If you’ve ever tried to print something from your iPhone, you’ve discovered that this is not an area where Apple has provided much help. Sure, at least for some kinds of data, you can transfer the material to your Mac, typically during a sync — and print the items from your Mac. And that’s good enough in many cases. But what if you want to print from your iPhone without having your Mac as an intermediary?
There are several apps that attempt to come to the rescue here, but none are ideal. Apps such as iPrintApp and Print Magic have gotten mostly terrible reviews, with many people claiming that they cannot get the apps to work at all, at least not with their printers. When I tried Print Magic, I couldn’t even get it to list my printers, never mind print to them!
I had more success with Canon Easy-PhotoPrint. While this did allow me to print to my Canon Pixma MP990, via a Wi-Fi connection, it is not a good general solution. It only works with a subset of Canon’s printers and only prints photos. Similar apps linked to other brands of printers have similar limitations.
What would really be great is for Apple to provide an SDK for a Print command, one that could work with almost any app (much the way Apple’s implementation of copy-and-paste editing works across apps) and print to a range of popular networked printers. While there may not yet be overwhelming demand for this feature on the iPhone, I expect the demand to grow substantially with the release of Apple’s Apple’s tablet (coming next week and likely based on the iPhone OS).
Printing to a PoGo
What first got me thinking about all of these print-related matters is a Polaroid PoGo printer that I recently received.
The PoGo is an intriguing concept — it attempts to marry the old instant-printing concept that made Polaroid a household name with the current reality of digital cameras. The printer is battery-powered and not much bigger than an iPhone. Like the original Polaroid cameras, the printer contains no ink. Images are derived by using special ZINK paper that has color crystals embedded in it.
You can directly print to a PoGo from any PictBridge-enabled digital camera via a USB connection. Similarly, you can print photos from most recent mobile phones, using Bluetooth. (Polaroid also makes a digital camera with a built-in PoGo printer, almost duplicating the old all-in-one Polaroid concept.)
The PoGo printer’s output is limited to 2x3 inch photos, which I suspect is smaller than most people will find satisfactory. Larger printers are coming later this year, but their increased size makes them less portable. A tough dilemma for Polaroid.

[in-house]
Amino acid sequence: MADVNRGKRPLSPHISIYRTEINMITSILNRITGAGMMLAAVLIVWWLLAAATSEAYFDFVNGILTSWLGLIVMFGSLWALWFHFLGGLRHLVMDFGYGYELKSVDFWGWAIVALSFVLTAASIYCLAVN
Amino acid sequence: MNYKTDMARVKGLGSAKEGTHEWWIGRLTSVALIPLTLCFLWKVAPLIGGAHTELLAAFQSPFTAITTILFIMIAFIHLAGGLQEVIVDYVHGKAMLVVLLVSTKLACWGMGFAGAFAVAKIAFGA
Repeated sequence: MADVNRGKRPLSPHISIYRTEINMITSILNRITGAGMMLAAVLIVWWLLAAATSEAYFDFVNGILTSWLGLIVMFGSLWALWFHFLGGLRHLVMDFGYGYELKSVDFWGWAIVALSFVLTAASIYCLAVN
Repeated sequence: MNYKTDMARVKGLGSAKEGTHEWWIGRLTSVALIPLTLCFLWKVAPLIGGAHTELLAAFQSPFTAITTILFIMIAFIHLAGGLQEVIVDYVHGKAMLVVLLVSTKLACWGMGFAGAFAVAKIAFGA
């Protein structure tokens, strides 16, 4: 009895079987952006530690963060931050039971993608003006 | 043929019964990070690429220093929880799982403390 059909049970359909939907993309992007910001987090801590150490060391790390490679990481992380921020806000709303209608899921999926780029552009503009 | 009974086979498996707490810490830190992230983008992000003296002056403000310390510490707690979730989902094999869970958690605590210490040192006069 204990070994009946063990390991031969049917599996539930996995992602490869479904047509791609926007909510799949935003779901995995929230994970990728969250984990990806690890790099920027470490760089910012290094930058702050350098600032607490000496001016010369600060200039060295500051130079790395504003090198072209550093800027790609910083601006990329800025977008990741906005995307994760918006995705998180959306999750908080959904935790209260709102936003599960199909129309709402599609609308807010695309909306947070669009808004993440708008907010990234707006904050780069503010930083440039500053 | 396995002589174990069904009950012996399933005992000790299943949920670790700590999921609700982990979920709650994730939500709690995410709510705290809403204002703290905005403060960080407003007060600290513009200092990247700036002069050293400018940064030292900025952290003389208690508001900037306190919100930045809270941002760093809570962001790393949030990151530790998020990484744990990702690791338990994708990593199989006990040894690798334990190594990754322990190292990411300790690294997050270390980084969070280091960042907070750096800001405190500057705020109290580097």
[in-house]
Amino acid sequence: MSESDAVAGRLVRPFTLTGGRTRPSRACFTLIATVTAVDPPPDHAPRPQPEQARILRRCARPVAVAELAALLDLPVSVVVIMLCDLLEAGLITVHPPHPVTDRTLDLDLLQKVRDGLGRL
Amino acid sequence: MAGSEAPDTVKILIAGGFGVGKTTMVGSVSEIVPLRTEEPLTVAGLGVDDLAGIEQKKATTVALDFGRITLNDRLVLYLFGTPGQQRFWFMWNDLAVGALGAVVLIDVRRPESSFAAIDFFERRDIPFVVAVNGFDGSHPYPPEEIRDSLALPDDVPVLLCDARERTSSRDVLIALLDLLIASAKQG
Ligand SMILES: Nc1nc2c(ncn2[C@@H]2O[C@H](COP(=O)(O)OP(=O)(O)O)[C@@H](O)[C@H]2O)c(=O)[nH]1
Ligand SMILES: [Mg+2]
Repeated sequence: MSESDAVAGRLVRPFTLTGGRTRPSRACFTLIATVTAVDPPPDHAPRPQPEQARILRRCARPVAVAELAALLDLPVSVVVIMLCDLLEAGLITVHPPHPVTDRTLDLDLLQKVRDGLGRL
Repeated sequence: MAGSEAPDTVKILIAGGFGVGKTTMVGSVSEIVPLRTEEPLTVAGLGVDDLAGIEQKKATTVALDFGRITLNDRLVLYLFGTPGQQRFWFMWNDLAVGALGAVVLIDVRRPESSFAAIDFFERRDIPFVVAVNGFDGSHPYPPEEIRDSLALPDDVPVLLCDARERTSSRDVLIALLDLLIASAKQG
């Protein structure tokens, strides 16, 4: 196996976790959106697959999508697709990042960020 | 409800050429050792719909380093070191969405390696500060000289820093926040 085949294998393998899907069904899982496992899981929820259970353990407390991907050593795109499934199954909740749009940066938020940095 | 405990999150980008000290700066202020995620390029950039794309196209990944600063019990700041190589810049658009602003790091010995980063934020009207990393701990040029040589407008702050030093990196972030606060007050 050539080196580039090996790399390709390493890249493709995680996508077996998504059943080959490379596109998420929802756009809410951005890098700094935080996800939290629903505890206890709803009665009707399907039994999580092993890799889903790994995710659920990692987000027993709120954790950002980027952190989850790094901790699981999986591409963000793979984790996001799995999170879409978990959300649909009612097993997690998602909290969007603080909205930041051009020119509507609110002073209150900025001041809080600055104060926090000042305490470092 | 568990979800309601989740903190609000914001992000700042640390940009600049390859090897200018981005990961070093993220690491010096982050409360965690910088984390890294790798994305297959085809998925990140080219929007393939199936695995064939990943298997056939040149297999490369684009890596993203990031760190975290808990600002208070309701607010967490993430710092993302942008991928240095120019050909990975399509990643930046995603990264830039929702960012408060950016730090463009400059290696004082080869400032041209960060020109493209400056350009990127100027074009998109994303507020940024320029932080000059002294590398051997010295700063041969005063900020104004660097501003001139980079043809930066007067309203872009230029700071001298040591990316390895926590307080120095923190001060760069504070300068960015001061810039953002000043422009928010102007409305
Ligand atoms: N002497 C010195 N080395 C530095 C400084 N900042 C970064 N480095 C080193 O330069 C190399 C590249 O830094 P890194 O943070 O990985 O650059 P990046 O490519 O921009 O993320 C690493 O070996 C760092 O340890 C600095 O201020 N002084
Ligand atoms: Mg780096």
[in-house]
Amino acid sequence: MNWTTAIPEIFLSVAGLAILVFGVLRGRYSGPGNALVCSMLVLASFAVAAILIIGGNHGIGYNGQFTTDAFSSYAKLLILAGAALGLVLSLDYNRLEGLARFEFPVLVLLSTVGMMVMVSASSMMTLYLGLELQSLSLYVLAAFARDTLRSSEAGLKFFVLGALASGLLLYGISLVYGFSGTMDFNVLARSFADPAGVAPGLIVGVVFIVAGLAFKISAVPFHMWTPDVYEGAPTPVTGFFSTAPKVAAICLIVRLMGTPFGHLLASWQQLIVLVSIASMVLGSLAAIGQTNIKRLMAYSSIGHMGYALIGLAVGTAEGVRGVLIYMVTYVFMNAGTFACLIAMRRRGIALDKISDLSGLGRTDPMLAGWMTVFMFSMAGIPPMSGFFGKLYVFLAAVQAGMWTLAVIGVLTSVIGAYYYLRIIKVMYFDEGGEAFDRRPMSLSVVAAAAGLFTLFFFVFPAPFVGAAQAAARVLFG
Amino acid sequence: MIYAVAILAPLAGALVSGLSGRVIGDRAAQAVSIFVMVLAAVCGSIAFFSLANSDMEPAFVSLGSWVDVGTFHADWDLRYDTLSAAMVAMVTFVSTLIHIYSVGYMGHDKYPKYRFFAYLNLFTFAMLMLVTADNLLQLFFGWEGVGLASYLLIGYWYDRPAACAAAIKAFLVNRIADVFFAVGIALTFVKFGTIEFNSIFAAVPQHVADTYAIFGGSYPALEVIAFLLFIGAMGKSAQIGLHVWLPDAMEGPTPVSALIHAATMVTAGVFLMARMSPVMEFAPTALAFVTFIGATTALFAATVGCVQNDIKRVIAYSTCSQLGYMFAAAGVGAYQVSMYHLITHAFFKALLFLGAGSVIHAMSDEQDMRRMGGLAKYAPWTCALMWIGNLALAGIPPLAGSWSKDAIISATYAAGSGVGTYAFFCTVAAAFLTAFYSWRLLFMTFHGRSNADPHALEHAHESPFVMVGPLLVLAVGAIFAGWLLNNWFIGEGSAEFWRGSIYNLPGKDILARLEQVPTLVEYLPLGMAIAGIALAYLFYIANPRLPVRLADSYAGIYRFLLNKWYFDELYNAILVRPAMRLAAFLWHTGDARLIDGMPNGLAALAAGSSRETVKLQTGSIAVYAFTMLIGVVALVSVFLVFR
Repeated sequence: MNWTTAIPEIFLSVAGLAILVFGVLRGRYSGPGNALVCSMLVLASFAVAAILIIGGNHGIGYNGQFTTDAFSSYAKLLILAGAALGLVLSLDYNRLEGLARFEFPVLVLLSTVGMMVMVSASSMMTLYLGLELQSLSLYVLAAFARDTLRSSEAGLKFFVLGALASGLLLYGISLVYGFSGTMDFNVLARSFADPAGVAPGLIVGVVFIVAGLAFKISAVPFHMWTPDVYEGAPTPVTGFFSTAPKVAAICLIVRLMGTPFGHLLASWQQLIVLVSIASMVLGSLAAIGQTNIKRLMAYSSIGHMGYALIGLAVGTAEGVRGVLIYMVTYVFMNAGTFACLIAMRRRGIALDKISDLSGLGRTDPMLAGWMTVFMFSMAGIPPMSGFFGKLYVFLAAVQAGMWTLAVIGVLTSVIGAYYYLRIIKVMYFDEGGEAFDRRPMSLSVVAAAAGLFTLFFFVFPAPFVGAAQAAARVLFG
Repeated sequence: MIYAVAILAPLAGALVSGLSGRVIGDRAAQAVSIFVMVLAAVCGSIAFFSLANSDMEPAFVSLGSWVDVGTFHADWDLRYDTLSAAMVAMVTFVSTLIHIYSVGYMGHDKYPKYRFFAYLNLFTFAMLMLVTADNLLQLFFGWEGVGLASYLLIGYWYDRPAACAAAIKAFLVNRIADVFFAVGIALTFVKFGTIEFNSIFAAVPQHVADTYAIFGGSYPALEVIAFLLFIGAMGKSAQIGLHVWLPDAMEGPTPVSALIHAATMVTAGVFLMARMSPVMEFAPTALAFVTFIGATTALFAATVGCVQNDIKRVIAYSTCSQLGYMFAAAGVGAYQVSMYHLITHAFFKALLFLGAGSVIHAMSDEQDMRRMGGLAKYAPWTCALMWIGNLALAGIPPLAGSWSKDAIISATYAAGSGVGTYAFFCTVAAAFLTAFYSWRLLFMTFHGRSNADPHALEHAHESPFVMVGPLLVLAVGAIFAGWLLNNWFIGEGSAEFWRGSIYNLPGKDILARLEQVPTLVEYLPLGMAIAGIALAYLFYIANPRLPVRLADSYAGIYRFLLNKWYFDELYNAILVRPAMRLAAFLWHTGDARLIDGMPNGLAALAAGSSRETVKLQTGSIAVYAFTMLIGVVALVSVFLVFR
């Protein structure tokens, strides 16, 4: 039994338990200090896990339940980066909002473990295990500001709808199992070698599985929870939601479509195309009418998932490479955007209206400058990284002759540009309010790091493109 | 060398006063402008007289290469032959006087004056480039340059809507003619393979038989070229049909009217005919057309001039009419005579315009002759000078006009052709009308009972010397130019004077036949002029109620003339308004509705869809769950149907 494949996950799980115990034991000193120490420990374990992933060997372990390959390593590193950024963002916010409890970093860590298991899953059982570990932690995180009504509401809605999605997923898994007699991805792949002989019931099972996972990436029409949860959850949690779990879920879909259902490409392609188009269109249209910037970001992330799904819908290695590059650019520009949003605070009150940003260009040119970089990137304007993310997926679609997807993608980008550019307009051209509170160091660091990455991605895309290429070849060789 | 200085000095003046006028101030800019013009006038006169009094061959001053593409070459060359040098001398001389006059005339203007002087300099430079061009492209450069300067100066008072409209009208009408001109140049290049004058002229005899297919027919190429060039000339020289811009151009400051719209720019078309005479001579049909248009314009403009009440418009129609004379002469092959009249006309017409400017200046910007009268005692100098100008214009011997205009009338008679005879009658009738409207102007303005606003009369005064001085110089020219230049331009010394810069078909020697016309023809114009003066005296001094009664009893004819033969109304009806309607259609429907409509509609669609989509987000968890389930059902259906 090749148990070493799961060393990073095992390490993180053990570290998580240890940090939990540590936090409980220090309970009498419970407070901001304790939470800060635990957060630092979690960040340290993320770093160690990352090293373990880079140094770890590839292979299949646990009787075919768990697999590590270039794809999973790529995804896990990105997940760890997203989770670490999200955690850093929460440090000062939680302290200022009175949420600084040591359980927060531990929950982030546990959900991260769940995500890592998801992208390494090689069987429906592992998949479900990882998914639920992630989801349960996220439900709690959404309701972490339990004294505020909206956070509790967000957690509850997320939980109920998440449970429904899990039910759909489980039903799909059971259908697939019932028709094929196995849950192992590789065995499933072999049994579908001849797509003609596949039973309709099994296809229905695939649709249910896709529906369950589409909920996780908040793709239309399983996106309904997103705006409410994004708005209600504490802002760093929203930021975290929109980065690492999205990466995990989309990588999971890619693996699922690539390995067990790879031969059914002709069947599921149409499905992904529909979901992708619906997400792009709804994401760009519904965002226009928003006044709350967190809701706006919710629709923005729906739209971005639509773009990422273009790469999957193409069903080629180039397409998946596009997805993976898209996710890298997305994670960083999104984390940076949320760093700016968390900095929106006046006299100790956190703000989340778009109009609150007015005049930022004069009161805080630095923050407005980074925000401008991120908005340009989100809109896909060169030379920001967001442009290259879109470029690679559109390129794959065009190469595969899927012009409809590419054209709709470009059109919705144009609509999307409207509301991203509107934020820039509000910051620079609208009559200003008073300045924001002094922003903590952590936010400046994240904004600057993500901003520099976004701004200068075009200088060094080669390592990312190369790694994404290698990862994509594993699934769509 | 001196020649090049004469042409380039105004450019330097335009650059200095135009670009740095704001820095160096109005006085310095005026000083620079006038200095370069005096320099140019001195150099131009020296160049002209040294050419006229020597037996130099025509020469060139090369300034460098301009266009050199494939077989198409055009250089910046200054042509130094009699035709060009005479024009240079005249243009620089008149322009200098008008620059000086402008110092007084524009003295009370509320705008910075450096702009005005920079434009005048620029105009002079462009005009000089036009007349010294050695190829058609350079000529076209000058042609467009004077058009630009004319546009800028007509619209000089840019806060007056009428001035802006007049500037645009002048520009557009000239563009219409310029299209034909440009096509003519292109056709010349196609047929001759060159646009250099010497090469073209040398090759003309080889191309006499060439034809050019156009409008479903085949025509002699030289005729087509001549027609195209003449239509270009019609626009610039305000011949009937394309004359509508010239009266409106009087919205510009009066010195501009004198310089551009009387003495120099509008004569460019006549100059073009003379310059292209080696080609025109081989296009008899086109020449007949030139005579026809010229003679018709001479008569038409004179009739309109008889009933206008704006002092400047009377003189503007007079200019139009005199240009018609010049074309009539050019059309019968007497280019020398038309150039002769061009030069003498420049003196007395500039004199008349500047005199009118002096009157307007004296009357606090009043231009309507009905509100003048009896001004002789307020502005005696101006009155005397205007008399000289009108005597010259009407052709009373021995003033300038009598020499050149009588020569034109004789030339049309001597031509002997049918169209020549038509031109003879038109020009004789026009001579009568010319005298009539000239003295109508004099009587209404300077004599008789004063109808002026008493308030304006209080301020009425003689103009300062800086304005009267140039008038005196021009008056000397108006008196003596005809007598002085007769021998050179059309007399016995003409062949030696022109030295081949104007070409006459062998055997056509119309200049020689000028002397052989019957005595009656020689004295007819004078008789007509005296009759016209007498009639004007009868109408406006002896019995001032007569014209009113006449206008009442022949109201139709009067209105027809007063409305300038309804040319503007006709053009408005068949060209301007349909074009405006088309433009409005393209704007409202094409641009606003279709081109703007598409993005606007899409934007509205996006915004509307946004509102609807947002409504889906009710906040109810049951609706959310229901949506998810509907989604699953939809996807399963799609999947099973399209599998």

In my testing, the PoGo worked perfectly when printing from my Canon digital camera. Not surprisingly, the print quality was not as good as from my MP990, but it was good enough to be impressive — especially for its intended purpose of printing on-the-go.
PoGo and the iPhone
Printing from an iPhone to the PoGo was an entirely different story. The story being that I could not print from the iPhone to the PoGo at all. This is because (as I noted in my previous column), Apple has specifically blocked the iPhone from using the required Bluetooth data transfer protocols needed for printing.
Polaroid has posted a Web page where they ask supporters to “request that Apple consider enabling the Bluetooth transfer profile (OPP) in their phones.” Until that happens, there is not much else you can do. Some people have suggested that Polaroid should make an iPhone app specifically for printing to the PoGo. The problem is that even this would not work with the current iPhone OS — as long as process remained dependent on Bluetooth. The only potential work-around at this point is to jailbreak your iPhone, which opens up more Bluetooth options (for file sharing, printing, and even for Bluetooth keyboards!).
The Apple tablet, iPhone and printing
Along with the expected Apple tablet announcement next week, there are rumors that we will also get our first peek at iPhone OS 4.0. With some luck, the new OS will include a general printing solution, one that works for all types of documents for both the tablet and the iPhone. Maybe even one that broadens the OS’s Bluetooth capabilities. If not, I remain optimistic that such support will arrive eventually. Sooner or later, as demand for printing flexibility grows, Apple will find it in its financial interests to meet the demand.